Resident Researchers

Resident Researchers

On the pulse of hypertension

The Dobney Hypertension Centre (DHC) is a collaborative venture between the RPH Research Foundation, Royal Perth Hospital and The University of Western Australia.
It is led by Professor Markus Schlaich, an internationally renowned researcher who specialises in high blood pressure, otherwise known as hypertension.

DHC is accredited as a Hypertension Excellence Centre by the European Society of Hypertension and engages in high-quality clinical research with the ultimate aim to better understand the mechanisms that lead to elevated blood pressure. Throughout the year, numerous clinical trials and research studies are run by the dedicated research team. Each trial aims to optimise treatments and improve health outcomes for the community at large.

Hypertension is the biggest killer worldwide. Approximately 10 million deaths per year are directly attributable to uncontrolled blood pressure. Hypertension can occur for many reasons. It is sometimes revealed during pregnancy, frequently associated with obesity and chronic kidney disease and presents itself in the emergency departments during various crises such as strokes. While much progress has been made to better understand its underlying causes and manage
elevated blood pressure and its consequences, less than 50% of patients diagnosed with hypertension have adequately controlled blood pressure.

Other cardiovascular and metabolic risk factors are important contributors to this major health issue and are another major focus of the DHC’s research. Thanks to the DHC’s world-leading, unique methodologies, it is at the forefront of research its field. There are opportunities for volunteers to actively engage and participate in a wide range of clinical studies. If you would like more information about participating in a DHC hypertension studies, please contact the research team.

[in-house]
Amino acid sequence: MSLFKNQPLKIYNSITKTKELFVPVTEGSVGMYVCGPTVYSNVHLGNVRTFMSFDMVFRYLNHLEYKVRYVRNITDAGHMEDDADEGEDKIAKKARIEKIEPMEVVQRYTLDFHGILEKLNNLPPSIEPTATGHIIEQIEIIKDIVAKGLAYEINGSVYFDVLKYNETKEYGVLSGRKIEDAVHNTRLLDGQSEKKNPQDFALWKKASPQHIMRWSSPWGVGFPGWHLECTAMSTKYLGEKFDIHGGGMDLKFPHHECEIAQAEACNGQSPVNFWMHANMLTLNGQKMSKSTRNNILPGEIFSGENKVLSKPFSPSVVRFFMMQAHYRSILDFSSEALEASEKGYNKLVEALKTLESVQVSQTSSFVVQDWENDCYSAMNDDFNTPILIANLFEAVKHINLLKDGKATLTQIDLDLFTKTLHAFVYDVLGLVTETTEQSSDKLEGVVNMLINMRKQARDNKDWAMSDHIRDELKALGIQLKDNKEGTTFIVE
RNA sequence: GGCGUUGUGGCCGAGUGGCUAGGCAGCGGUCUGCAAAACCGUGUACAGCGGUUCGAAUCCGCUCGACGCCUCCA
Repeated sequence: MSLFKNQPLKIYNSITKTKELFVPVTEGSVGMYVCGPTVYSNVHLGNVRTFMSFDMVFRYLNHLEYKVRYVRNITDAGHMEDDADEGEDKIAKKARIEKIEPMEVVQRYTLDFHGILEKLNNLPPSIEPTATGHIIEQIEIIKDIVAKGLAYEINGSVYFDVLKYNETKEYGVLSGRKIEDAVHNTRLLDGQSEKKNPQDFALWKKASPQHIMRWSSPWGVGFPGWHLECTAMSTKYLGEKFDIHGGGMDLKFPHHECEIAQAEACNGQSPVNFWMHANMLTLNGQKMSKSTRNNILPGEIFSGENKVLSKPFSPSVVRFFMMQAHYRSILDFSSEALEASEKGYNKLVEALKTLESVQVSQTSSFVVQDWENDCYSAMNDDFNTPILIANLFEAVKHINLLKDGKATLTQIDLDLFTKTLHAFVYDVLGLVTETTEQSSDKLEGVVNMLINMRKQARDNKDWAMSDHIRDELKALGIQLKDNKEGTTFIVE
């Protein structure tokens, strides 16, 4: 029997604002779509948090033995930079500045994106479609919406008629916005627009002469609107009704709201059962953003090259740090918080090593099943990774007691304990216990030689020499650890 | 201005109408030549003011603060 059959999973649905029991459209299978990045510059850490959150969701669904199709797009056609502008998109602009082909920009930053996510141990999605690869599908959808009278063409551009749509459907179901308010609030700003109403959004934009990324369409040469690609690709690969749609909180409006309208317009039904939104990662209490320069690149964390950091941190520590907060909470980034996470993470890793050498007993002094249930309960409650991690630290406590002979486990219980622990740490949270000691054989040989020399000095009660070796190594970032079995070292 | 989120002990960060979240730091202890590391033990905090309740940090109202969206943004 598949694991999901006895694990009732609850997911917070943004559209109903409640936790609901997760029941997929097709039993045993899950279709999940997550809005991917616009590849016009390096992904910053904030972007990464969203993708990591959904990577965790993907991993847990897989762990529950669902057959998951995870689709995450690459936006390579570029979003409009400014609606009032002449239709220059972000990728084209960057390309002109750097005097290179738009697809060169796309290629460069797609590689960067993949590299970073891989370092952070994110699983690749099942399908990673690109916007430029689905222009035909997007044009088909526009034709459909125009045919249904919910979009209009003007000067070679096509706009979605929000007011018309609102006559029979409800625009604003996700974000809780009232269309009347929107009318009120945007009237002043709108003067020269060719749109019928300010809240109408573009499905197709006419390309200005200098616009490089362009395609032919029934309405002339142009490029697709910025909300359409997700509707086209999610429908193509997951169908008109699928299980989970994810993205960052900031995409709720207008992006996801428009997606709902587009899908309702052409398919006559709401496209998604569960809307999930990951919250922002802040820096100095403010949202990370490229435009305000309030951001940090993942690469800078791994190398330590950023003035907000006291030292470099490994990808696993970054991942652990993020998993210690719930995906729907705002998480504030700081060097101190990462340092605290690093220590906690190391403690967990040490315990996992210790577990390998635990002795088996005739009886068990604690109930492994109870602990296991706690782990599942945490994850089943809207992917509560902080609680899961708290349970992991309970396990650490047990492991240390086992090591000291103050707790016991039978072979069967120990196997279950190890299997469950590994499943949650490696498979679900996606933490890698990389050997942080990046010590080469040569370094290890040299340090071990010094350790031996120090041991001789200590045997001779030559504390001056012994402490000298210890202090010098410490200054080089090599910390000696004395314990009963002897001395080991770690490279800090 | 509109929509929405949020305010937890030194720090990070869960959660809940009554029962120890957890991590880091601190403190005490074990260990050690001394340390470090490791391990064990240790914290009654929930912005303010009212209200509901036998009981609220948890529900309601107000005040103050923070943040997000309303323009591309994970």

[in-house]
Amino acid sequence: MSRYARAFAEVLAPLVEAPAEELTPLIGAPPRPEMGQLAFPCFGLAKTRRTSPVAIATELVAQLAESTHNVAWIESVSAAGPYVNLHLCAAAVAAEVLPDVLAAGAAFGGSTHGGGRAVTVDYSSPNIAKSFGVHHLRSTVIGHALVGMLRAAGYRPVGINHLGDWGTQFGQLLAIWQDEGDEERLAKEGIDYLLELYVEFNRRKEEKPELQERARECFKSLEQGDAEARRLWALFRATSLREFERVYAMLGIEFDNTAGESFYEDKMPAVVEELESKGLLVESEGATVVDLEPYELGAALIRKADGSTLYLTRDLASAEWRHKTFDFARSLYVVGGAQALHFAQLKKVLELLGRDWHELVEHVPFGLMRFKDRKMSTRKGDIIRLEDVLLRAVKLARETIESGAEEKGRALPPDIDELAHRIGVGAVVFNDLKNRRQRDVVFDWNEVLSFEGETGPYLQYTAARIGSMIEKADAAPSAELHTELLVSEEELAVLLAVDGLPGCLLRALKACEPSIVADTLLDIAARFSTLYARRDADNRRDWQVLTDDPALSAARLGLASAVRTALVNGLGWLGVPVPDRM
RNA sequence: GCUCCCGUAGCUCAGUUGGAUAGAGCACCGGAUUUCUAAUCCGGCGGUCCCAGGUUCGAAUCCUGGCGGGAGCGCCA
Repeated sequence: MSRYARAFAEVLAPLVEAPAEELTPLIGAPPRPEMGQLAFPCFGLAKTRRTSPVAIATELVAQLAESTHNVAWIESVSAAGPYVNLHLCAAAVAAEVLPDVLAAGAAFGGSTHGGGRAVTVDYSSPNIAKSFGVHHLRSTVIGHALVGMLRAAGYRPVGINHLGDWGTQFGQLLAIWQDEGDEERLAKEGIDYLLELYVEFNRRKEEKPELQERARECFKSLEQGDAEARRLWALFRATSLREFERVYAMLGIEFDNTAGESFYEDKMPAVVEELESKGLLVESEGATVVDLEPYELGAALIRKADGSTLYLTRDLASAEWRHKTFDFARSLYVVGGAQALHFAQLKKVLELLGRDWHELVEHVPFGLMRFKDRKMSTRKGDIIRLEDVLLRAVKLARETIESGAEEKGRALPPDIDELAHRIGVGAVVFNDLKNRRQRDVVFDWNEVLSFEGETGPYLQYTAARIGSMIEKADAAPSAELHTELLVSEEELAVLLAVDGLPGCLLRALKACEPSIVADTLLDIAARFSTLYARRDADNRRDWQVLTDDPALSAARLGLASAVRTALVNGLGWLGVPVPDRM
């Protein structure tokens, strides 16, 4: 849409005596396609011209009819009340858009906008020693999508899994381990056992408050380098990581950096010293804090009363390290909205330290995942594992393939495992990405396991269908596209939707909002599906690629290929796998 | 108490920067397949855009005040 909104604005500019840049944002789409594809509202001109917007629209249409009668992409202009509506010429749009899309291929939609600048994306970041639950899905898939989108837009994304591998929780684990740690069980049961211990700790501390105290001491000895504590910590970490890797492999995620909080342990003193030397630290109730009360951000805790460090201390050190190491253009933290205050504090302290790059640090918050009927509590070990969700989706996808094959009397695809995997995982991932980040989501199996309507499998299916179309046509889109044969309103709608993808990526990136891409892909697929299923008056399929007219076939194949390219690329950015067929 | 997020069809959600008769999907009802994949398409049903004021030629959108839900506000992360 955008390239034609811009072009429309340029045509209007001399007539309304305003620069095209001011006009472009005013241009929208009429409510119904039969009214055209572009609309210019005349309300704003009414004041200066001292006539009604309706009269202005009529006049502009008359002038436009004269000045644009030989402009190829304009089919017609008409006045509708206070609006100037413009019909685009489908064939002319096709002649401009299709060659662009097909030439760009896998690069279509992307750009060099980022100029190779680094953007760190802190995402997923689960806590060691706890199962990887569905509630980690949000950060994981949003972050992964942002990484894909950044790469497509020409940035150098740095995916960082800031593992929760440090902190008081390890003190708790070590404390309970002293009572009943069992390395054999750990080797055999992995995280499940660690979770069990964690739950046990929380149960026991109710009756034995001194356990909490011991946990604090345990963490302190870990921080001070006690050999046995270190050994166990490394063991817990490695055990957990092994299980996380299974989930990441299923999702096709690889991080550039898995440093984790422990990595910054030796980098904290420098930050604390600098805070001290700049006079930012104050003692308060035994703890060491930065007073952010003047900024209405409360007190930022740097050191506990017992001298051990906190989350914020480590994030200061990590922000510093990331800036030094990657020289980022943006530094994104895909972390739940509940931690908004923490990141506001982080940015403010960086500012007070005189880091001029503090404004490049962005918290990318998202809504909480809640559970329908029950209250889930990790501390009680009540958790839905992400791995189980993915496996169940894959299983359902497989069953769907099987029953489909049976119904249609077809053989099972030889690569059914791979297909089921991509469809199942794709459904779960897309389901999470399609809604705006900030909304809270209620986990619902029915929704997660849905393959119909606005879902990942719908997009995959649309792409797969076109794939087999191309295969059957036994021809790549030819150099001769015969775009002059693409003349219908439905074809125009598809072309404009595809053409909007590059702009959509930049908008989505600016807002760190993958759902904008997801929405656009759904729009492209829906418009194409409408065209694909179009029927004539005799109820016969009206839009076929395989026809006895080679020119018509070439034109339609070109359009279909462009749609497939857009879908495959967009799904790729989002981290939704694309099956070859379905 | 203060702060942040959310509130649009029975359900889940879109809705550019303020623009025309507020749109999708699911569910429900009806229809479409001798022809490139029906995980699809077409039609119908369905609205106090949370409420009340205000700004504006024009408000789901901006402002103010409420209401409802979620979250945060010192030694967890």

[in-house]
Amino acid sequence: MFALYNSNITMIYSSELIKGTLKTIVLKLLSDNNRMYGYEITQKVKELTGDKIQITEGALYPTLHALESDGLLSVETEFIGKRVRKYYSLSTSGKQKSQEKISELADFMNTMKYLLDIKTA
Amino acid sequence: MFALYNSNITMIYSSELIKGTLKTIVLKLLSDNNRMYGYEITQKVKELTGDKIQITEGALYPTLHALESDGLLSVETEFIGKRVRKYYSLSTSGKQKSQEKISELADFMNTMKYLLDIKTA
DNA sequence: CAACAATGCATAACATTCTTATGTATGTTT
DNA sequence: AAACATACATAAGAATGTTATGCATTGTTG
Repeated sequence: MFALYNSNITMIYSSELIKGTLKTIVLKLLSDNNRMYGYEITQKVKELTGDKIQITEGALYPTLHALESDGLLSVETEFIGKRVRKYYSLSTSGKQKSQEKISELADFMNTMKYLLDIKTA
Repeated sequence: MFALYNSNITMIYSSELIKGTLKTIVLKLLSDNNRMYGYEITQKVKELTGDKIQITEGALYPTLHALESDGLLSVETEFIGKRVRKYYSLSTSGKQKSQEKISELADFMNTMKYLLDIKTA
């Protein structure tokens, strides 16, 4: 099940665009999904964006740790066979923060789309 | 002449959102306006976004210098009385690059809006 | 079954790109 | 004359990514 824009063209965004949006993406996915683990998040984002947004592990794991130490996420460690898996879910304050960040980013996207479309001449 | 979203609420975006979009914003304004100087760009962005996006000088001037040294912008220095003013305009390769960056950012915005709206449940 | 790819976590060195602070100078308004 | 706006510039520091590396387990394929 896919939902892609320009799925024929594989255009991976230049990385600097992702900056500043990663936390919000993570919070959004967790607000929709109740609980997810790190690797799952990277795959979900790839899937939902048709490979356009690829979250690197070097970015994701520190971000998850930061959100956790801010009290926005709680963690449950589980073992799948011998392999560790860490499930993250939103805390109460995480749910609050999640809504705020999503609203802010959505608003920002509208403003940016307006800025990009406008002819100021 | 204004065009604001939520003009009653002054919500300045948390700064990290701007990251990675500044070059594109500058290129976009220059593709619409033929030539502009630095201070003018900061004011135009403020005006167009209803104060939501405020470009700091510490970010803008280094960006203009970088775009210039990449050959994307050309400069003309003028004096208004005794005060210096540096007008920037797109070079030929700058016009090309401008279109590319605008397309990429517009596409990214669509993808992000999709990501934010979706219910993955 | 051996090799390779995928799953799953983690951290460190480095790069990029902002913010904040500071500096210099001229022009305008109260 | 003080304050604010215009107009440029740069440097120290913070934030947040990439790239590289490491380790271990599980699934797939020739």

DHC Website Tour the DHC


Medical research helps doctors and nurses make life and death decisions 

Most people never imagine they’ll be involved in an emergency situation, yet there were more than 8 million presentations to emergency departments in Australian public hospitals in 2017/18. That’s an average of 22,000 each day.**

Medical research is vital to helping doctors and nurses make quick decisions in these emergency situations. It helps ensure that each patient receives the right treatment in a bid to obtain the best possible outcome.

That’s why the RPH Research Foundation is passionate about helping to fund researchers at the Centre for Clinical Research in Emergency Medicine (CCREM). This unique unit, which is part of the Harry Perkins Institute of Medical Research, is housed in our purpose-built facility next to Royal Perth Hospital. The work conducted on our premises is a joint venture between clinical emergency department staff and laboratory scientists.

** Source: Australian Institute of Health and Welfare.

CCREM investigates a number of serious conditions, including:

  • Sepsis
  • Trauma
  • Anaphylaxis
  • Geriatric syndromes
  • Chest pain
  • Pneumothorax (collapsed lung)
  • Snake and spider bites
  • Drug overdose

When food is medicine

Thanks to feats of modern science, some popular folk wisdom has been clinically proven to be true. That’s right! Eating an apple a day could be the secret to improved cardiovascular health and while loading up on lots of dark, leafy green vegetables won’t turn you into Popeye, it can help reduce
your blood pressure.

These are just some of the findings of a collaborative research team that’s comprised of academics from The University of Western Australia (UWA) and Edith Cowan University – and based at the RPH Research Foundation. UWA Professor Kevin Croft, Head of Division, Faculty of Health and Medical Sciences, Cardiovascular and Respiratory Sciences (pictured), is one of the lead investigators behind these world-leading medical breakthroughs in preventative medicine.

To date, findings have shown that consuming as few as two or three apples a week has been associated with a lower risk of heart disease, provided you leave the skin on. WA’s Pink Lady and Bravo varieties offer some of the biggest heart health bangs for your bite. This is thought to be due to the flavonoids (previously known as antioxidants) found in the skin of the apples.

Spinach, kale and even beetroot are some of the other foods being explored for their medicinal properties, particularly with regard to cardiovascular health. When you consider that heart disease is the leading cause of death in Australia, it’s amazing to think that the food you eat can benefit your health in many ways.

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